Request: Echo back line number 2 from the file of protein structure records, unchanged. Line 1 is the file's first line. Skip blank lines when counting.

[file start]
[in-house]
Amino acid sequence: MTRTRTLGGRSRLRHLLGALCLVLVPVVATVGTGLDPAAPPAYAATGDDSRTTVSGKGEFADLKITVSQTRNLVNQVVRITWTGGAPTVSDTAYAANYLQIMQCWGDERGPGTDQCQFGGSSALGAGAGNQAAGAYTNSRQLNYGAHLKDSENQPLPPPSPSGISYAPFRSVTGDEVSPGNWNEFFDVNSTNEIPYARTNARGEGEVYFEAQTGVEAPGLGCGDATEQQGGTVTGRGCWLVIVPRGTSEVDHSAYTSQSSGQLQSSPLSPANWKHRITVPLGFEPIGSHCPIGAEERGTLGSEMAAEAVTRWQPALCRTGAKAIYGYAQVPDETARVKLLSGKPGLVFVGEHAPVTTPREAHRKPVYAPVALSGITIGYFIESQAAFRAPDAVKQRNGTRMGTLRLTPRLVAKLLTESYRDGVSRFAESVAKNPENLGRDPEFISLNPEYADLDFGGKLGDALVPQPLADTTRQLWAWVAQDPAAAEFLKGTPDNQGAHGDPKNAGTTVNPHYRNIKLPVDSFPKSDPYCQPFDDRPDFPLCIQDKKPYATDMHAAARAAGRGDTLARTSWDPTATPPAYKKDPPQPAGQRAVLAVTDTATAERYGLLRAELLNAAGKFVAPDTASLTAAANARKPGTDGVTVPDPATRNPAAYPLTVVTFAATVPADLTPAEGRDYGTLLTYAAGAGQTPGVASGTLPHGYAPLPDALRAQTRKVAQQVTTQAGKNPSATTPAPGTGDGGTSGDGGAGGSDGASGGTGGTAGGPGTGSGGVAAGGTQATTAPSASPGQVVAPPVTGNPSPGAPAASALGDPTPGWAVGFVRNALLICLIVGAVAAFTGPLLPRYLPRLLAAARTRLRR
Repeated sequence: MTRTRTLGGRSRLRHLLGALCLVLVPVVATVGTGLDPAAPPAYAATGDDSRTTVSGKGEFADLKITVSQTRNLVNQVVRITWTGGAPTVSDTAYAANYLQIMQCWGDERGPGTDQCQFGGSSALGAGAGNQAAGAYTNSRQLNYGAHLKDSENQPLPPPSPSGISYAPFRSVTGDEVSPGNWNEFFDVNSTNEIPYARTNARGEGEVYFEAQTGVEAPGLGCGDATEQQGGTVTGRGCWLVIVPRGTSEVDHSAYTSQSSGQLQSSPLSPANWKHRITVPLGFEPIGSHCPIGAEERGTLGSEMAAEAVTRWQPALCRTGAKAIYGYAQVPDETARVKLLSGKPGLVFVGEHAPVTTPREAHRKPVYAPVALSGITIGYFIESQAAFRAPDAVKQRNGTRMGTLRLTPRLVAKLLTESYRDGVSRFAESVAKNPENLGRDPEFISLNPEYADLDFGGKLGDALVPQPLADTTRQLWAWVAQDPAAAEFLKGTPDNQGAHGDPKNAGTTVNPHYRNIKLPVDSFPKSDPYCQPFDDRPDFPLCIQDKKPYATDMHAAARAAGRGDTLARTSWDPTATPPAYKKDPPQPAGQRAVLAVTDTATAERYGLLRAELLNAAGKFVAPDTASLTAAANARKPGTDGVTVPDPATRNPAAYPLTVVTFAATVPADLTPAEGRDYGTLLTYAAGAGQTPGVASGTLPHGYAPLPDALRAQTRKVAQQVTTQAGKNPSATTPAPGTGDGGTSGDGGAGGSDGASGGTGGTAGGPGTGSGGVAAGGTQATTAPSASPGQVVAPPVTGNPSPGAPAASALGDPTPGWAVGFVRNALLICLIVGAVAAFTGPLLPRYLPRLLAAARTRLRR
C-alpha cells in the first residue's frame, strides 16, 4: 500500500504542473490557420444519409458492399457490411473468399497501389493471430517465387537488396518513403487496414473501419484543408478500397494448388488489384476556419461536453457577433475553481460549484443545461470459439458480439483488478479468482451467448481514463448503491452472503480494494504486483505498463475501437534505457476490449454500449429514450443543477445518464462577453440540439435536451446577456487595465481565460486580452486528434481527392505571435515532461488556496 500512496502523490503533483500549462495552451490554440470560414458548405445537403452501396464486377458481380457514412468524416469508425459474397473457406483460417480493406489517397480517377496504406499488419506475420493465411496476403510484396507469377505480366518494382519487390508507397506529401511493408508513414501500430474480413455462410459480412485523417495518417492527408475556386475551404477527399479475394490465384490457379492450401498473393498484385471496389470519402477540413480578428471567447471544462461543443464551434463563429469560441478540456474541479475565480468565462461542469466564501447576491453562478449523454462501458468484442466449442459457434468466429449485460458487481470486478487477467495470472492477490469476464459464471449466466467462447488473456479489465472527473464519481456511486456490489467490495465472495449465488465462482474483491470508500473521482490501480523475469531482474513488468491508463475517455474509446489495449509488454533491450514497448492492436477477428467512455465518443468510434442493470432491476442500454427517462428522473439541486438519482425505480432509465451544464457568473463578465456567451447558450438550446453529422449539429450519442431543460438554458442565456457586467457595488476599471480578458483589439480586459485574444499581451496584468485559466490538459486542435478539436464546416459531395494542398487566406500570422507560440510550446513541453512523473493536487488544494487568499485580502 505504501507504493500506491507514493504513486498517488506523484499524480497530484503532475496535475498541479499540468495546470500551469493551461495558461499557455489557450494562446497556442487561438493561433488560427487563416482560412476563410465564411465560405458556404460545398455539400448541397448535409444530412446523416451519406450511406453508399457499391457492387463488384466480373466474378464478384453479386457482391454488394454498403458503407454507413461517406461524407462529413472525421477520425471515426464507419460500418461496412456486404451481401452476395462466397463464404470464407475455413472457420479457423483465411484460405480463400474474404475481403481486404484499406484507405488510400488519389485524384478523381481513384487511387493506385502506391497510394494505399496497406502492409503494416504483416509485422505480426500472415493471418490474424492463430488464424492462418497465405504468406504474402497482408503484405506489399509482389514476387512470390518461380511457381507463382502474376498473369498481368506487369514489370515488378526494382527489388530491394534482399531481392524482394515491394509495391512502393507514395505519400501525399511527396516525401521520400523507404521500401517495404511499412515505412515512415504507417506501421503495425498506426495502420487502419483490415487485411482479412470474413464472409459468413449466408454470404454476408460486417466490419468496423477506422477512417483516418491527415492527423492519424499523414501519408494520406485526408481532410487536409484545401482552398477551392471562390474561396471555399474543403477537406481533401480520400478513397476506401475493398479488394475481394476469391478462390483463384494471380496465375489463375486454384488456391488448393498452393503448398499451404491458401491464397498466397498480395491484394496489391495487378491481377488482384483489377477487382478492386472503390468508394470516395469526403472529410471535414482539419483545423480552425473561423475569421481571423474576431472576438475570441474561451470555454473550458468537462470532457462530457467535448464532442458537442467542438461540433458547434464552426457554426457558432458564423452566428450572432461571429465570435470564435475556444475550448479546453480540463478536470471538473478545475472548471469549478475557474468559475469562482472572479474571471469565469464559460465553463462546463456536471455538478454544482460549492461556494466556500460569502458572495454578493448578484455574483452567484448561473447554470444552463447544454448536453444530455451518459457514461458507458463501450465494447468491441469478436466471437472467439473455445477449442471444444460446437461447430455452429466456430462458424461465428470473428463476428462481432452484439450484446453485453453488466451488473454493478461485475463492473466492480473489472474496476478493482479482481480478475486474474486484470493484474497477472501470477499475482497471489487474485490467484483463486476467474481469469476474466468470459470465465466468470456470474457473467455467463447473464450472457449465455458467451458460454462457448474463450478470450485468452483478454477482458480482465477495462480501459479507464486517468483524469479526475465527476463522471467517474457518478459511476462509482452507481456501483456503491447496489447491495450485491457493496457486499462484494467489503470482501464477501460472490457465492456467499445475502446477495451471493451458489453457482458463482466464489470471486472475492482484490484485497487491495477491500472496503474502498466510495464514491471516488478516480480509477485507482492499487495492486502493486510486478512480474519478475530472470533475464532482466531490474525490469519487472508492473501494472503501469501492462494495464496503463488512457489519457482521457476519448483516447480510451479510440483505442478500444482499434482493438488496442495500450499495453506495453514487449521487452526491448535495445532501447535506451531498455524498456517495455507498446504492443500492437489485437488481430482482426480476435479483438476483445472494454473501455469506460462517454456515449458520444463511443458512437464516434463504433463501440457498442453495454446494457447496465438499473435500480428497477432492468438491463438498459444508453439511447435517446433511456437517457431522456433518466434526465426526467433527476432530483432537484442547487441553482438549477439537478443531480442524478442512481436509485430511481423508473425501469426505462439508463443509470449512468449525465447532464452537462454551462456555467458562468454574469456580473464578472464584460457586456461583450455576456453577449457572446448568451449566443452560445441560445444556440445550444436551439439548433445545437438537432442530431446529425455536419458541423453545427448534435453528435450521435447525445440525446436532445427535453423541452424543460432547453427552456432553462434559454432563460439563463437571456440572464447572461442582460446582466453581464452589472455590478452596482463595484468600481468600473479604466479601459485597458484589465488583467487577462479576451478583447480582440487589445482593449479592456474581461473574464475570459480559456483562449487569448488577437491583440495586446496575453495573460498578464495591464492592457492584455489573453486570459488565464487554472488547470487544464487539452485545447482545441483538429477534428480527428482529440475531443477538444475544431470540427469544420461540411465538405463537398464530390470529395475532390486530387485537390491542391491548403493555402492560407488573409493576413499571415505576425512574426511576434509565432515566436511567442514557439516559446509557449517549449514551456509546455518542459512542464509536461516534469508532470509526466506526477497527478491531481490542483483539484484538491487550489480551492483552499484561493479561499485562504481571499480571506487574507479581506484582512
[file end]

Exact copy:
Amino acid sequence: MTRTRTLGGRSRLRHLLGALCLVLVPVVATVGTGLDPAAPPAYAATGDDSRTTVSGKGEFADLKITVSQTRNLVNQVVRITWTGGAPTVSDTAYAANYLQIMQCWGDERGPGTDQCQFGGSSALGAGAGNQAAGAYTNSRQLNYGAHLKDSENQPLPPPSPSGISYAPFRSVTGDEVSPGNWNEFFDVNSTNEIPYARTNARGEGEVYFEAQTGVEAPGLGCGDATEQQGGTVTGRGCWLVIVPRGTSEVDHSAYTSQSSGQLQSSPLSPANWKHRITVPLGFEPIGSHCPIGAEERGTLGSEMAAEAVTRWQPALCRTGAKAIYGYAQVPDETARVKLLSGKPGLVFVGEHAPVTTPREAHRKPVYAPVALSGITIGYFIESQAAFRAPDAVKQRNGTRMGTLRLTPRLVAKLLTESYRDGVSRFAESVAKNPENLGRDPEFISLNPEYADLDFGGKLGDALVPQPLADTTRQLWAWVAQDPAAAEFLKGTPDNQGAHGDPKNAGTTVNPHYRNIKLPVDSFPKSDPYCQPFDDRPDFPLCIQDKKPYATDMHAAARAAGRGDTLARTSWDPTATPPAYKKDPPQPAGQRAVLAVTDTATAERYGLLRAELLNAAGKFVAPDTASLTAAANARKPGTDGVTVPDPATRNPAAYPLTVVTFAATVPADLTPAEGRDYGTLLTYAAGAGQTPGVASGTLPHGYAPLPDALRAQTRKVAQQVTTQAGKNPSATTPAPGTGDGGTSGDGGAGGSDGASGGTGGTAGGPGTGSGGVAAGGTQATTAPSASPGQVVAPPVTGNPSPGAPAASALGDPTPGWAVGFVRNALLICLIVGAVAAFTGPLLPRYLPRLLAAARTRLRR